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New Mexico: HIV/AIDS Awareness Comes Late to Navajoland

May 19, 2010

Students and staff at Navajo Technical College acknowledged National Native HIV/AIDS Awareness Day by hosting a health fair and gourd dance on March 26.

Approximately 200 people attended the event in Crownpoint, which included an appearance by Miss Navajo Nation Tashina C. Nelson of Round Rock, Ariz. "It went really well," said Angie Perry, an NTC counselor. A grant from the federal Substance Abuse and Mental Health Administration paid for the outreach.

Perry enlisted five NTC students to help organize the event. Jayna Roper, one of those students, handed out HIV/AIDS pamphlets and answered questions about the virus. "Most people don't know what the symptoms are. They don't know specific information," she noted.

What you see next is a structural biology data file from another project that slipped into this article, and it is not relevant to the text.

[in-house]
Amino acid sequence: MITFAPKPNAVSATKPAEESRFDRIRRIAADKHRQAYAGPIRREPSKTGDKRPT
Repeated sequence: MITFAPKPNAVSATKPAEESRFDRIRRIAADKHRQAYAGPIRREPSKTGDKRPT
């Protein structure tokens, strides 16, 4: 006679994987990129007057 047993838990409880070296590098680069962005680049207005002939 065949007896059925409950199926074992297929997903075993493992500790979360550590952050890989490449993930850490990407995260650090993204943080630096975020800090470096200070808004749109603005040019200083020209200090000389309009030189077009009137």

Ronnadette Tanner, a health educator with the Navajo AIDS Network Inc., opened her talk with an offer of free rapid HIV testing, telling people the NAN offices in Gallup and Chinle have an "open door policy," and encouraging them to get screened. In 2008, NAN recorded three HIV cases. In 2009, more than 30 people tested positive, she told attendees.

Tanner said her organization's numbers are in line with those of the Indian Health Service. Too many people are still not aware HIV/AIDS is a threat to Native Americans, she said.

"[The virus] is a real sensitive subject," said Tanner. "I found out that a lot of our Native people aren't really open about STDs, HIV and AIDS."

"Our job is prevention," Tanner continued. "It's all about helping our people out there when they really need it."

Back to other news for May 2010

Adapted from:
Navajo Times (Window Rock, Arizona)
04.01.2010; Erny Zah

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This article was provided by CDC National Prevention Information Network. It is a part of the publication CDC HIV/Hepatitis/STD/TB Prevention News Update.
See Also
Native Americans & HIV/AIDS